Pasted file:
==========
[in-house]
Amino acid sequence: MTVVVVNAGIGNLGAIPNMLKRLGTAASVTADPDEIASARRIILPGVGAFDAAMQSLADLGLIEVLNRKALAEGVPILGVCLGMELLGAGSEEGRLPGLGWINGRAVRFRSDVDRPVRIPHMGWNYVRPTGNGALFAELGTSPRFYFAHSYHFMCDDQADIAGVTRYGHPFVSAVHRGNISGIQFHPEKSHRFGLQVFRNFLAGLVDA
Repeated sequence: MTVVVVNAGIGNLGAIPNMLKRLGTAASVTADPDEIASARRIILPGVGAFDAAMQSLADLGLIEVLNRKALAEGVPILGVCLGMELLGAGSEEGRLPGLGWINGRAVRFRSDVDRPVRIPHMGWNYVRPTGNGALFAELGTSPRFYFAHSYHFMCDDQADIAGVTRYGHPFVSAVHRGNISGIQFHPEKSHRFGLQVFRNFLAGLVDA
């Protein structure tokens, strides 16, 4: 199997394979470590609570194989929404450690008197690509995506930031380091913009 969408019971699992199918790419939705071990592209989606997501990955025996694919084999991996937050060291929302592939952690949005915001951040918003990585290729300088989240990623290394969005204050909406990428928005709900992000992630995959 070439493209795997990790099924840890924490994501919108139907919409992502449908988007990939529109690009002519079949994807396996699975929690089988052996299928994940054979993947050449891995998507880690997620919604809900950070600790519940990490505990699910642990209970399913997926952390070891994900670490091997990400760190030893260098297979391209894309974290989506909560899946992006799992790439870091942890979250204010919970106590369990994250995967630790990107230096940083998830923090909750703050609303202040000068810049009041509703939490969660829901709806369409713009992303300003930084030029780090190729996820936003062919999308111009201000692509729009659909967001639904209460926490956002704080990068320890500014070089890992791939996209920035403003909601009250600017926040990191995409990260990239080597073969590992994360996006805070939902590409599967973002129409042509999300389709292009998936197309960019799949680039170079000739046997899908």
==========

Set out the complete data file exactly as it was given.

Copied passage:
[in-house]
Amino acid sequence: MTVVVVNAGIGNLGAIPNMLKRLGTAASVTADPDEIASARRIILPGVGAFDAAMQSLADLGLIEVLNRKALAEGVPILGVCLGMELLGAGSEEGRLPGLGWINGRAVRFRSDVDRPVRIPHMGWNYVRPTGNGALFAELGTSPRFYFAHSYHFMCDDQADIAGVTRYGHPFVSAVHRGNISGIQFHPEKSHRFGLQVFRNFLAGLVDA
Repeated sequence: MTVVVVNAGIGNLGAIPNMLKRLGTAASVTADPDEIASARRIILPGVGAFDAAMQSLADLGLIEVLNRKALAEGVPILGVCLGMELLGAGSEEGRLPGLGWINGRAVRFRSDVDRPVRIPHMGWNYVRPTGNGALFAELGTSPRFYFAHSYHFMCDDQADIAGVTRYGHPFVSAVHRGNISGIQFHPEKSHRFGLQVFRNFLAGLVDA
């Protein structure tokens, strides 16, 4: 199997394979470590609570194989929404450690008197690509995506930031380091913009 969408019971699992199918790419939705071990592209989606997501990955025996694919084999991996937050060291929302592939952690949005915001951040918003990585290729300088989240990623290394969005204050909406990428928005709900992000992630995959 070439493209795997990790099924840890924490994501919108139907919409992502449908988007990939529109690009002519079949994807396996699975929690089988052996299928994940054979993947050449891995998507880690997620919604809900950070600790519940990490505990699910642990209970399913997926952390070891994900670490091997990400760190030893260098297979391209894309974290989506909560899946992006799992790439870091942890979250204010919970106590369990994250995967630790990107230096940083998830923090909750703050609303202040000068810049009041509703939490969660829901709806369409713009992303300003930084030029780090190729996820936003062919999308111009201000692509729009659909967001639904209460926490956002704080990068320890500014070089890992791939996209920035403003909601009250600017926040990191995409990260990239080597073969590992994360996006805070939902590409599967973002129409042509999300389709292009998936197309960019799949680039170079000739046997899908």